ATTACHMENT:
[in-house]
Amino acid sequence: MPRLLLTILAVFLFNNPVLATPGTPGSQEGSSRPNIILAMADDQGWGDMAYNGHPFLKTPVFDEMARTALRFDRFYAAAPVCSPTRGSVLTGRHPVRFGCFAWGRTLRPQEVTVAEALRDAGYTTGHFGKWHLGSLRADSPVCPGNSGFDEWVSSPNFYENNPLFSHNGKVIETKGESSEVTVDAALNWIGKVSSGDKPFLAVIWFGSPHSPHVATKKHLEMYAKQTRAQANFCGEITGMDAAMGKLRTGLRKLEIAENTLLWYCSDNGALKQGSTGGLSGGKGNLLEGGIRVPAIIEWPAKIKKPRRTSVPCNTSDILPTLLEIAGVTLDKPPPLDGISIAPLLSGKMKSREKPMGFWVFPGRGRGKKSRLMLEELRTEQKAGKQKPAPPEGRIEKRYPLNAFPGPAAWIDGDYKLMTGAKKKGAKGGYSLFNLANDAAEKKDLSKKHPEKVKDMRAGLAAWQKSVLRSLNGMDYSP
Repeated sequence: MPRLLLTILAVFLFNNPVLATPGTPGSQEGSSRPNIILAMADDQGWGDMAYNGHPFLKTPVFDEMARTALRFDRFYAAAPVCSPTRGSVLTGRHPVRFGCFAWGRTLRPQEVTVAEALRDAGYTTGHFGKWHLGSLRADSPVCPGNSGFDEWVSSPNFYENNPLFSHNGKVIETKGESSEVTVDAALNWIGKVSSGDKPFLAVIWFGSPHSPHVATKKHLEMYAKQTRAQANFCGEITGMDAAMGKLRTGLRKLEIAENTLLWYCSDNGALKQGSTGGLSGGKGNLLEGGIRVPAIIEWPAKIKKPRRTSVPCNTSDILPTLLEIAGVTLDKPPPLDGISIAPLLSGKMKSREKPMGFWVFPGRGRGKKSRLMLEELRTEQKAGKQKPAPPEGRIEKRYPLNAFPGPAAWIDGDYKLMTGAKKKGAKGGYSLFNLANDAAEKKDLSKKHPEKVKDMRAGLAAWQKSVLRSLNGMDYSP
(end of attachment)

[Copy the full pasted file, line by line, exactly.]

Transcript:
[in-house]
Amino acid sequence: MPRLLLTILAVFLFNNPVLATPGTPGSQEGSSRPNIILAMADDQGWGDMAYNGHPFLKTPVFDEMARTALRFDRFYAAAPVCSPTRGSVLTGRHPVRFGCFAWGRTLRPQEVTVAEALRDAGYTTGHFGKWHLGSLRADSPVCPGNSGFDEWVSSPNFYENNPLFSHNGKVIETKGESSEVTVDAALNWIGKVSSGDKPFLAVIWFGSPHSPHVATKKHLEMYAKQTRAQANFCGEITGMDAAMGKLRTGLRKLEIAENTLLWYCSDNGALKQGSTGGLSGGKGNLLEGGIRVPAIIEWPAKIKKPRRTSVPCNTSDILPTLLEIAGVTLDKPPPLDGISIAPLLSGKMKSREKPMGFWVFPGRGRGKKSRLMLEELRTEQKAGKQKPAPPEGRIEKRYPLNAFPGPAAWIDGDYKLMTGAKKKGAKGGYSLFNLANDAAEKKDLSKKHPEKVKDMRAGLAAWQKSVLRSLNGMDYSP
Repeated sequence: MPRLLLTILAVFLFNNPVLATPGTPGSQEGSSRPNIILAMADDQGWGDMAYNGHPFLKTPVFDEMARTALRFDRFYAAAPVCSPTRGSVLTGRHPVRFGCFAWGRTLRPQEVTVAEALRDAGYTTGHFGKWHLGSLRADSPVCPGNSGFDEWVSSPNFYENNPLFSHNGKVIETKGESSEVTVDAALNWIGKVSSGDKPFLAVIWFGSPHSPHVATKKHLEMYAKQTRAQANFCGEITGMDAAMGKLRTGLRKLEIAENTLLWYCSDNGALKQGSTGGLSGGKGNLLEGGIRVPAIIEWPAKIKKPRRTSVPCNTSDILPTLLEIAGVTLDKPPPLDGISIAPLLSGKMKSREKPMGFWVFPGRGRGKKSRLMLEELRTEQKAGKQKPAPPEGRIEKRYPLNAFPGPAAWIDGDYKLMTGAKKKGAKGGYSLFNLANDAAEKKDLSKKHPEKVKDMRAGLAAWQKSVLRSLNGMDYSP